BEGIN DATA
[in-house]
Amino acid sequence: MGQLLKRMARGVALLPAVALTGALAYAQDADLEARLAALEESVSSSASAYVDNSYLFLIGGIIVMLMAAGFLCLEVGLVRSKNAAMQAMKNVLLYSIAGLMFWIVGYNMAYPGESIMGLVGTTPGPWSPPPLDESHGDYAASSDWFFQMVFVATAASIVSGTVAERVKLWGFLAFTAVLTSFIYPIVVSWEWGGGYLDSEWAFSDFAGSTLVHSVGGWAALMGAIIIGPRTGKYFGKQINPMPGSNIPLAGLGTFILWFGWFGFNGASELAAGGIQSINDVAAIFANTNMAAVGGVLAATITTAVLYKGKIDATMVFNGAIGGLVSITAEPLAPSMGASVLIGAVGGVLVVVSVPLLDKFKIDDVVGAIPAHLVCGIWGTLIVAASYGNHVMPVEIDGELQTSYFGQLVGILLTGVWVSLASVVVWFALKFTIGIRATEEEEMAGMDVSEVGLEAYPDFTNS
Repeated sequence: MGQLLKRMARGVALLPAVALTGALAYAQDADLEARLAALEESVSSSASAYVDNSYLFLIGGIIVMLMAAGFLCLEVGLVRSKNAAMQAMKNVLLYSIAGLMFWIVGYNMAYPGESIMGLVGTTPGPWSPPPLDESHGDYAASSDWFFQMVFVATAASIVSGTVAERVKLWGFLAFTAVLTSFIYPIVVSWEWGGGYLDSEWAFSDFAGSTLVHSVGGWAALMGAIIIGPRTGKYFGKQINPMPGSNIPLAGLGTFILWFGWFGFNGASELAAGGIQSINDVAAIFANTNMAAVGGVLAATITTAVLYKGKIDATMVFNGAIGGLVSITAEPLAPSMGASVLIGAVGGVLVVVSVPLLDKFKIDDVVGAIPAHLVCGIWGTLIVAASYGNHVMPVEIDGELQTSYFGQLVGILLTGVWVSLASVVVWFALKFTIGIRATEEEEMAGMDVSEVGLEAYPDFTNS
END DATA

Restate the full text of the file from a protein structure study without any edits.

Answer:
[in-house]
Amino acid sequence: MGQLLKRMARGVALLPAVALTGALAYAQDADLEARLAALEESVSSSASAYVDNSYLFLIGGIIVMLMAAGFLCLEVGLVRSKNAAMQAMKNVLLYSIAGLMFWIVGYNMAYPGESIMGLVGTTPGPWSPPPLDESHGDYAASSDWFFQMVFVATAASIVSGTVAERVKLWGFLAFTAVLTSFIYPIVVSWEWGGGYLDSEWAFSDFAGSTLVHSVGGWAALMGAIIIGPRTGKYFGKQINPMPGSNIPLAGLGTFILWFGWFGFNGASELAAGGIQSINDVAAIFANTNMAAVGGVLAATITTAVLYKGKIDATMVFNGAIGGLVSITAEPLAPSMGASVLIGAVGGVLVVVSVPLLDKFKIDDVVGAIPAHLVCGIWGTLIVAASYGNHVMPVEIDGELQTSYFGQLVGILLTGVWVSLASVVVWFALKFTIGIRATEEEEMAGMDVSEVGLEAYPDFTNS
Repeated sequence: MGQLLKRMARGVALLPAVALTGALAYAQDADLEARLAALEESVSSSASAYVDNSYLFLIGGIIVMLMAAGFLCLEVGLVRSKNAAMQAMKNVLLYSIAGLMFWIVGYNMAYPGESIMGLVGTTPGPWSPPPLDESHGDYAASSDWFFQMVFVATAASIVSGTVAERVKLWGFLAFTAVLTSFIYPIVVSWEWGGGYLDSEWAFSDFAGSTLVHSVGGWAALMGAIIIGPRTGKYFGKQINPMPGSNIPLAGLGTFILWFGWFGFNGASELAAGGIQSINDVAAIFANTNMAAVGGVLAATITTAVLYKGKIDATMVFNGAIGGLVSITAEPLAPSMGASVLIGAVGGVLVVVSVPLLDKFKIDDVVGAIPAHLVCGIWGTLIVAASYGNHVMPVEIDGELQTSYFGQLVGILLTGVWVSLASVVVWFALKFTIGIRATEEEEMAGMDVSEVGLEAYPDFTNS